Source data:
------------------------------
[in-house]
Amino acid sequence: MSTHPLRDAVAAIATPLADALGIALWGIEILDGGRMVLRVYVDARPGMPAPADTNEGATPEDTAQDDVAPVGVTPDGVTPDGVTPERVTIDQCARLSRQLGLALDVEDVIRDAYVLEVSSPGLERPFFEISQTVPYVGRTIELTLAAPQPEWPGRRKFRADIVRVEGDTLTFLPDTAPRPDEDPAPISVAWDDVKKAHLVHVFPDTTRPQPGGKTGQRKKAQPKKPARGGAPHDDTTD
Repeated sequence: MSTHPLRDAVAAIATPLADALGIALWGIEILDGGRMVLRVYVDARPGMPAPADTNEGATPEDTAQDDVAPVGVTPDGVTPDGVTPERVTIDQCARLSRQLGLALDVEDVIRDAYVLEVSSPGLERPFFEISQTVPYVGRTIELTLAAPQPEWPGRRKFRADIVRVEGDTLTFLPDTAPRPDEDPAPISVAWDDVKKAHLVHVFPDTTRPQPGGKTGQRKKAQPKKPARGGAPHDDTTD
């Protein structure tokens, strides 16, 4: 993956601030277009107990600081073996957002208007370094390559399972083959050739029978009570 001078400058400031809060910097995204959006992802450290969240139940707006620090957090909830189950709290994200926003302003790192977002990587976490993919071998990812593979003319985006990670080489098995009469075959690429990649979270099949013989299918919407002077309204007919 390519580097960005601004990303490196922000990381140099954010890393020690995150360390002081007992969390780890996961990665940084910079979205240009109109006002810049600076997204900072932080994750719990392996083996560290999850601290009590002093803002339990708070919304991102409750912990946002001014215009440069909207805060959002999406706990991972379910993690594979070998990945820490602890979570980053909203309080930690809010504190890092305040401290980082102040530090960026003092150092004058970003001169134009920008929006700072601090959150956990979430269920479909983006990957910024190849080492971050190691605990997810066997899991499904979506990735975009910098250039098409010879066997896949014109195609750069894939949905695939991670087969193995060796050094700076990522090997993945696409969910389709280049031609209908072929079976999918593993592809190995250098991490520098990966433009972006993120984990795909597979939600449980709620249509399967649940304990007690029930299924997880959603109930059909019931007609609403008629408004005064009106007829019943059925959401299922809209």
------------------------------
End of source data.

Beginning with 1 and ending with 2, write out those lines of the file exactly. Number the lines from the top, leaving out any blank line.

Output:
[in-house]
Amino acid sequence: MSTHPLRDAVAAIATPLADALGIALWGIEILDGGRMVLRVYVDARPGMPAPADTNEGATPEDTAQDDVAPVGVTPDGVTPDGVTPERVTIDQCARLSRQLGLALDVEDVIRDAYVLEVSSPGLERPFFEISQTVPYVGRTIELTLAAPQPEWPGRRKFRADIVRVEGDTLTFLPDTAPRPDEDPAPISVAWDDVKKAHLVHVFPDTTRPQPGGKTGQRKKAQPKKPARGGAPHDDTTD